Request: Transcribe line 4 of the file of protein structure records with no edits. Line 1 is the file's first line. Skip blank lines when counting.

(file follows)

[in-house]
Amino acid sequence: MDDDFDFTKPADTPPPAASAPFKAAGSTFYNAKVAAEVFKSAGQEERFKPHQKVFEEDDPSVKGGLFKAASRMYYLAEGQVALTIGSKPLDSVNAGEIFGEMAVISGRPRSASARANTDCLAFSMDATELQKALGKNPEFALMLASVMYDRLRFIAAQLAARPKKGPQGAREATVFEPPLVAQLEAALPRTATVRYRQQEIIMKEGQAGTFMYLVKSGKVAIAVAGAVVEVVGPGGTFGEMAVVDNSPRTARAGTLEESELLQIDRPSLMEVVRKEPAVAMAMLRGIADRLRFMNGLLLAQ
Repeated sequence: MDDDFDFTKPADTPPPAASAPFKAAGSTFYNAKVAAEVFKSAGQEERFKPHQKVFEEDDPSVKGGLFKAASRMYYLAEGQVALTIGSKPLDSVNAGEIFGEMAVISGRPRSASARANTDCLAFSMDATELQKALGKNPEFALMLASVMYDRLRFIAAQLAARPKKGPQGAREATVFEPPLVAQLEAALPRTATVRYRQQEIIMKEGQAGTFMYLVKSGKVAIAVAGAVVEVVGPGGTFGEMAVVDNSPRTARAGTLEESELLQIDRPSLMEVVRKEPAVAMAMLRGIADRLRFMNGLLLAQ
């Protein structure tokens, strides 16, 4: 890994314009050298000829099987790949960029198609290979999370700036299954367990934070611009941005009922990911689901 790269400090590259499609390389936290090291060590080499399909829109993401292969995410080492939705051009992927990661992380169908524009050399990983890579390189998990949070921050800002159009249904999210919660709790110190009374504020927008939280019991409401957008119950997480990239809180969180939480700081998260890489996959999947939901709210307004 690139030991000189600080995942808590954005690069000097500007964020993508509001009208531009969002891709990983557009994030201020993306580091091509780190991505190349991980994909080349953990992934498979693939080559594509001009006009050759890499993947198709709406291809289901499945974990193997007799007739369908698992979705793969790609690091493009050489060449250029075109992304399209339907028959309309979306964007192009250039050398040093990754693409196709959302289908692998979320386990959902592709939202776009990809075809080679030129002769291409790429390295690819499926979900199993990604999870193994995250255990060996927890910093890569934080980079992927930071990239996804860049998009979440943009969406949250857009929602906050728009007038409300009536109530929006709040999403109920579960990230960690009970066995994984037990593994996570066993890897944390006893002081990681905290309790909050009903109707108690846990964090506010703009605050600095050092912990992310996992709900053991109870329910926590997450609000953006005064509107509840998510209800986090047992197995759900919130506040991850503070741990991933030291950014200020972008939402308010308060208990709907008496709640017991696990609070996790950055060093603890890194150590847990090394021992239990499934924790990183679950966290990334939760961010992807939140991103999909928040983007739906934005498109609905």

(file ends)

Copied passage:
């Protein structure tokens, strides 16, 4: 890994314009050298000829099987790949960029198609290979999370700036299954367990934070611009941005009922990911689901 790269400090590259499609390389936290090291060590080499399909829109993401292969995410080492939705051009992927990661992380169908524009050399990983890579390189998990949070921050800002159009249904999210919660709790110190009374504020927008939280019991409401957008119950997480990239809180969180939480700081998260890489996959999947939901709210307004 690139030991000189600080995942808590954005690069000097500007964020993508509001009208531009969002891709990983557009994030201020993306580091091509780190991505190349991980994909080349953990992934498979693939080559594509001009006009050759890499993947198709709406291809289901499945974990193997007799007739369908698992979705793969790609690091493009050489060449250029075109992304399209339907028959309309979306964007192009250039050398040093990754693409196709959302289908692998979320386990959902592709939202776009990809075809080679030129002769291409790429390295690819499926979900199993990604999870193994995250255990060996927890910093890569934080980079992927930071990239996804860049998009979440943009969406949250857009929602906050728009007038409300009536109530929006709040999403109920579960990230960690009970066995994984037990593994996570066993890897944390006893002081990681905290309790909050009903109707108690846990964090506010703009605050600095050092912990992310996992709900053991109870329910926590997450609000953006005064509107509840998510209800986090047992197995759900919130506040991850503070741990991933030291950014200020972008939402308010308060208990709907008496709640017991696990609070996790950055060093603890890194150590847990090394021992239990499934924790990183679950966290990334939760961010992807939140991103999909928040983007739906934005498109609905």